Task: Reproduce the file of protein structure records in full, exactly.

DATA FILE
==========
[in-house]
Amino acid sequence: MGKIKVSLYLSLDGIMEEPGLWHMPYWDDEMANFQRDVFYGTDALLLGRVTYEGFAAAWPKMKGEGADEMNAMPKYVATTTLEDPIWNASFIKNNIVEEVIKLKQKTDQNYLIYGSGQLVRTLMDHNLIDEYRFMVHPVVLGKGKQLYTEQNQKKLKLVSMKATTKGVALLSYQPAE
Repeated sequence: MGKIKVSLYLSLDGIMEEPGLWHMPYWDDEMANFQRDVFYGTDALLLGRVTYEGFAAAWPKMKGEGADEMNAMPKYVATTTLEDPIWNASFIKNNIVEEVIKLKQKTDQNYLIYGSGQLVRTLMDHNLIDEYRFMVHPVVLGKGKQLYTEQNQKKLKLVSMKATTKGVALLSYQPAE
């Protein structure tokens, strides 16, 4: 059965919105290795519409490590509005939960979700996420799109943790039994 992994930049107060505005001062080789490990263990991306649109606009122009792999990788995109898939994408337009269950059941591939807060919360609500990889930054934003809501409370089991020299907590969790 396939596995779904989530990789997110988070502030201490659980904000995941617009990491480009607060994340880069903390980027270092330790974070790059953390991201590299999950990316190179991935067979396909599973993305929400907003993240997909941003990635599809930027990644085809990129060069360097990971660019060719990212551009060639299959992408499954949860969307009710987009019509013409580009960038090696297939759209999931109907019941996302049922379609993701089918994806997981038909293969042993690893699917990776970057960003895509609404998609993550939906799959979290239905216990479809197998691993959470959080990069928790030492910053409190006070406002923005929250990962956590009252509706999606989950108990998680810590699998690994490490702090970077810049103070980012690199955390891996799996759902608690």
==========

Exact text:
[in-house]
Amino acid sequence: MGKIKVSLYLSLDGIMEEPGLWHMPYWDDEMANFQRDVFYGTDALLLGRVTYEGFAAAWPKMKGEGADEMNAMPKYVATTTLEDPIWNASFIKNNIVEEVIKLKQKTDQNYLIYGSGQLVRTLMDHNLIDEYRFMVHPVVLGKGKQLYTEQNQKKLKLVSMKATTKGVALLSYQPAE
Repeated sequence: MGKIKVSLYLSLDGIMEEPGLWHMPYWDDEMANFQRDVFYGTDALLLGRVTYEGFAAAWPKMKGEGADEMNAMPKYVATTTLEDPIWNASFIKNNIVEEVIKLKQKTDQNYLIYGSGQLVRTLMDHNLIDEYRFMVHPVVLGKGKQLYTEQNQKKLKLVSMKATTKGVALLSYQPAE
């Protein structure tokens, strides 16, 4: 059965919105290795519409490590509005939960979700996420799109943790039994 992994930049107060505005001062080789490990263990991306649109606009122009792999990788995109898939994408337009269950059941591939807060919360609500990889930054934003809501409370089991020299907590969790 396939596995779904989530990789997110988070502030201490659980904000995941617009990491480009607060994340880069903390980027270092330790974070790059953390991201590299999950990316190179991935067979396909599973993305929400907003993240997909941003990635599809930027990644085809990129060069360097990971660019060719990212551009060639299959992408499954949860969307009710987009019509013409580009960038090696297939759209999931109907019941996302049922379609993701089918994806997981038909293969042993690893699917990776970057960003895509609404998609993550939906799959979290239905216990479809197998691993959470959080990069928790030492910053409190006070406002923005929250990962956590009252509706999606989950108990998680810590699998690994490490702090970077810049103070980012690199955390891996799996759902608690």